Material Thickness When Choosing a Rockwell Scale

This article discusses the use of Rockwell scales for thin materials.

Mimum Thickness HR 15N HR 30N HR 45N HRC
mm in Hardness
0.15 0.006 92 - - -
0.21 0.008 90 - - -
0.25 0.010 88 - - -
0.30 0.012 83 82 77 -
0.36 0.014 76 78.5 74 -
0.41 0.016 68 74 72 -
0.46 0.018 - 66 68 -
0.51 0.020 - 57 63 -
0.56 0.022 - 47 58 69
0.61 0.024 - - 51 67
0.66 0.026 - - 37 65
0.71 0.028 - - 20 62
0.76 0.030 - - - 57
0.81 0.032 - - - 52
    - - - 45


Material thickness is of primary importance during Rockwell scale selection. The 30 Rockwell scales are classified by the total test force and the indenter type, so a force or load that is excessive for a particular material thickness is influenced by the support anvil when the material is completely penetrated. Interruptions in flow of material can lead to erroneous readings and serious misinterpretation of the actual material hardness.

ASTM Reference Tables

To help the decision-making process, ASTM provides scale thickness requirements in tabular and graphical forms. Buehler recommends that these can be used as a reference guide to decide the suitable scale according to material thickness. Generally, the material must be a minimum of 10 times the depth of the indentation when a diamond-type indenter is used, and at least 15 times the depth if a ball-type indenter is used.

If needed, the actual depth of an indentation can be determined to confirm whether this requirement is being satisfied. Usually, depth calculation is not needed as the ASTM reference graphs and tables provide enough information to make an educated decision. A rule of thumb that is followed to ensure accurate test results is that material deformation should not be evident on the supporting (underside) of the material surface.

When the material thickness is reduced, it becomes essential to decrease the applied force in order to reduce “breakthrough” of the indenter. This can be achieved by selecting a Rockwell scale that uses lower test forces and has the suitable conversion values.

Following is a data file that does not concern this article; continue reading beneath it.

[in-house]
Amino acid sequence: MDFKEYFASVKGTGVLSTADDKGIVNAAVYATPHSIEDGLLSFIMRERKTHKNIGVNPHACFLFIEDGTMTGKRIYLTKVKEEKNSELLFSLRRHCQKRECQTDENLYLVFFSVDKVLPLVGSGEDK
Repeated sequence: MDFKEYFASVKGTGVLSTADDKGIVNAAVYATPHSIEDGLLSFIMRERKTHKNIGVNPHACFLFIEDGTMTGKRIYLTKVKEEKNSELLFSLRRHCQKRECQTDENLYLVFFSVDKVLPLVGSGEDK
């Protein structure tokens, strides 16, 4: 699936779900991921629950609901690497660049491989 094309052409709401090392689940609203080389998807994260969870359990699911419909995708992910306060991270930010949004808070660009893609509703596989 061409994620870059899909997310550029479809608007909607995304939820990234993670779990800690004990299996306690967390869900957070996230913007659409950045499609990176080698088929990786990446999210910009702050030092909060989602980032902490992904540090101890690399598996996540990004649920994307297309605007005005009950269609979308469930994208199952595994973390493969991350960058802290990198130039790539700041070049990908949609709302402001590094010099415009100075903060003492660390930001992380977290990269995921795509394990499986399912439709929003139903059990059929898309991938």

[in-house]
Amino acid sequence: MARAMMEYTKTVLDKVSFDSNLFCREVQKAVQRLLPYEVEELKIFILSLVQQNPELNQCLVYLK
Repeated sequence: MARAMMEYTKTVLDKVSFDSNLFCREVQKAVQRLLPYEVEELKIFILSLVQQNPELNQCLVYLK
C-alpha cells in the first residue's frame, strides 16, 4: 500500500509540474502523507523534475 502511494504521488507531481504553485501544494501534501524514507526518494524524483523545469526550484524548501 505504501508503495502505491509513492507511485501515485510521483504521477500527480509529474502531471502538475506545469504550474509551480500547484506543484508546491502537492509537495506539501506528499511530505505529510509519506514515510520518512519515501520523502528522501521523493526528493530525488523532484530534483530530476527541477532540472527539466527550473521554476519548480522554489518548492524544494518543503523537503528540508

As an example of referencing the tables to determine suitable hardness scale, suppose there is a requirement to perform a hardness test on a steel sheet of 0.51 mm. (0.20 in.) thick with an approximate hardness value of 57 HRC. ASTM E18 shows that the material needs to have a thickness of 0.76 mm (0.030 in) to obtain valid results, removing the possibility to conduct a standard HRC scale test on this particular sample.

A review of ASTM E 140 conversion tables shows that 57 HRC can be approximately converted to 15N 88.9, 30N 74.8, or 45N 63.2. According to the ASTM minimum thickness chart, for a material of 0.51 mm thick there are two scales to choose from: HR30N and HR45N.

According to the chart, the 0.51 mm thick material should be at least HRN30 57 or HRN45 63, concluding that either of the converted scales is appropriate (the converted value is HR45N 63.2 and HR30N 74.8). In this case, HR45N can be selected as it is the higher of the two test force scales.

The material can be tested on the Vickers or Knoop microhardness scales when suitable Rockwell scale is not possible due to not meeting minimum thickness requirements.

This information has been sourced, reviewed and adapted from materials provided by Buehler.

For more information on this source, please visit Buehler.


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